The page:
Joshua (Joshua 1)
Joshua is Moses’ successor as leader of Israel. While he is not a king, he does in some ways foreshadow the kings who will rule over Israel in subsequent centuries. He leads the nation into battle, he executes judgment when necessary, and he attempts to hold the people to the terms of the covenant God made with the Israelites at Mt. Sinai.
To use modern terms, we could call the transition from Moses to Joshua an example of good succession planning. Moses, as led by God, has appointed in Joshua a leader who matches Moses’ own character of faithfulness to God. He is described as a man of valor and learning, strong and courageous (Joshua 1:6-7), well-informed about and obedient to God’s law (Josh. 1:8-9). More importantly, he is a spiritual man. Ultimately, the foundation of Joshua’s leadership is not his own strength, nor even Moses’ tutelage, but God’s guidance and power. God promises him “The Lord your God is with you wherever you go” (Josh. 1:9). More about Joshua’s preparation to succeed Moses can be found at "Succession Planning (Numbers 27:12-23)" and "The End of Moses' Work (Deuteronomy 31:1-34:12)" at www.theologyofwork.org.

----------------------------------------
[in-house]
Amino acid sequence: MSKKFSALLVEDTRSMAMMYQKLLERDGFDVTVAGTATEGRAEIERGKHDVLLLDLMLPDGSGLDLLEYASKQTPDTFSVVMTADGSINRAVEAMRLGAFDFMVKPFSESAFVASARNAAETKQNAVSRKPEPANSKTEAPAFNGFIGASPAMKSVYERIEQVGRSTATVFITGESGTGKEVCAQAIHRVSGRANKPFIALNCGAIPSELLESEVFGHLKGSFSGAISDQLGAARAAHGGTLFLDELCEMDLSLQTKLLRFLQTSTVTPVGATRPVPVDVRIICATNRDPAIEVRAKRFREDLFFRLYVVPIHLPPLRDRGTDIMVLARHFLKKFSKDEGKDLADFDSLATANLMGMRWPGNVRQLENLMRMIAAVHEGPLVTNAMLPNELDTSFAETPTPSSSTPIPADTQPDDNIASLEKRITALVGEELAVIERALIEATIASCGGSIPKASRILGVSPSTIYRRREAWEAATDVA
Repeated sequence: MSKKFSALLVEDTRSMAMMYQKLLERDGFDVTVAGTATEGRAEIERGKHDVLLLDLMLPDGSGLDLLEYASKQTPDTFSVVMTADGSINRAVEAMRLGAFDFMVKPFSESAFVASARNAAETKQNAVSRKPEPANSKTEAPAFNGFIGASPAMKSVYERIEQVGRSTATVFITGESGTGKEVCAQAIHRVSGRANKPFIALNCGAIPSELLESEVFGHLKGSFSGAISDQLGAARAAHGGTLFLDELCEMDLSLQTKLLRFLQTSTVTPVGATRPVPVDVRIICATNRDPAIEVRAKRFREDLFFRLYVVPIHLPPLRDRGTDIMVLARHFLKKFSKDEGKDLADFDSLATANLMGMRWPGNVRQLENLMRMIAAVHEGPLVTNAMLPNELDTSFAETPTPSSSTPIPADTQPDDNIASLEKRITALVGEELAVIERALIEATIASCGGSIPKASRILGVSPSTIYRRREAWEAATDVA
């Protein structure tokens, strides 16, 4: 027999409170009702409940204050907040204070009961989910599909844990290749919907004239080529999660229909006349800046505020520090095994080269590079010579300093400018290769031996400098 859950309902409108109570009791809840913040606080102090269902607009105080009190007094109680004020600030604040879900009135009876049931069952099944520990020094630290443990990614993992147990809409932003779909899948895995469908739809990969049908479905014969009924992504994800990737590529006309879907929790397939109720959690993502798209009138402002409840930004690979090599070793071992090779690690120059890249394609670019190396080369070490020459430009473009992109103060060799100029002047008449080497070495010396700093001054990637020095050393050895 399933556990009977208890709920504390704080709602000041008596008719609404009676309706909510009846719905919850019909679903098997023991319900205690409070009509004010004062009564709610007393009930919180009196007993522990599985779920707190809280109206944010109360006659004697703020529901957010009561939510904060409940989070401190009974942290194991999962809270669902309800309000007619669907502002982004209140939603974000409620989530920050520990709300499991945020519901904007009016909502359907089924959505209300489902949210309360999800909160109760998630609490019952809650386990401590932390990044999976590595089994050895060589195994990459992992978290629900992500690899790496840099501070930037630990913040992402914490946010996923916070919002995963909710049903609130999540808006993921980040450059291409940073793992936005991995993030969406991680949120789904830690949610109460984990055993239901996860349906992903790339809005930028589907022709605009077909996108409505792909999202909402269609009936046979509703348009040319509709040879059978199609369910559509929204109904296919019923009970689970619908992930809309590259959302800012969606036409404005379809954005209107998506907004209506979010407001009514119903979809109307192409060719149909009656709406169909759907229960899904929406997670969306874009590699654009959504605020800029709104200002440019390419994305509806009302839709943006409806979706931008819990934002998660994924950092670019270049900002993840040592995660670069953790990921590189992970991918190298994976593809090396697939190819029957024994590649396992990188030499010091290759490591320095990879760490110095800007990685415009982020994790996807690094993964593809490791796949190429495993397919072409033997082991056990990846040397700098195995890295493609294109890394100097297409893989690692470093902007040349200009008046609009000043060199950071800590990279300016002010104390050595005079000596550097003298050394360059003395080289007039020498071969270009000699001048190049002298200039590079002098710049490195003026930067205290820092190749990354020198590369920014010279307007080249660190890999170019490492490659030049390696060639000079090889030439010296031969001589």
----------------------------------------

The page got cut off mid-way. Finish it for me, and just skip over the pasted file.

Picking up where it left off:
As an example to today’s leaders, Joshua’s most notable characteristic may be his willingness to keep growing in virtue throughout his life. Unlike Samson, who seems stuck in infantile willfulness, Joshua transitions from a hotheaded young man (Numbers 14:6-10) to a military commander (Joshua 6:1-21) to a national chief executive (Josh. 20) and eventually to a prophetic visionary (Josh. 24). He is more than willing to subject himself to a long period of training under Moses and to learn from those more experienced than himself (Numbers 27:18-23; Deuteronomy 3:28). He is not afraid to give orders in times of action, yet he continues to share leadership among a team including the priest Eleazar and the elders of the Twelve Tribes (e.g., Joshua 19:51). He never seems to refuse an opportunity to grow in character or to benefit from the wisdom of others.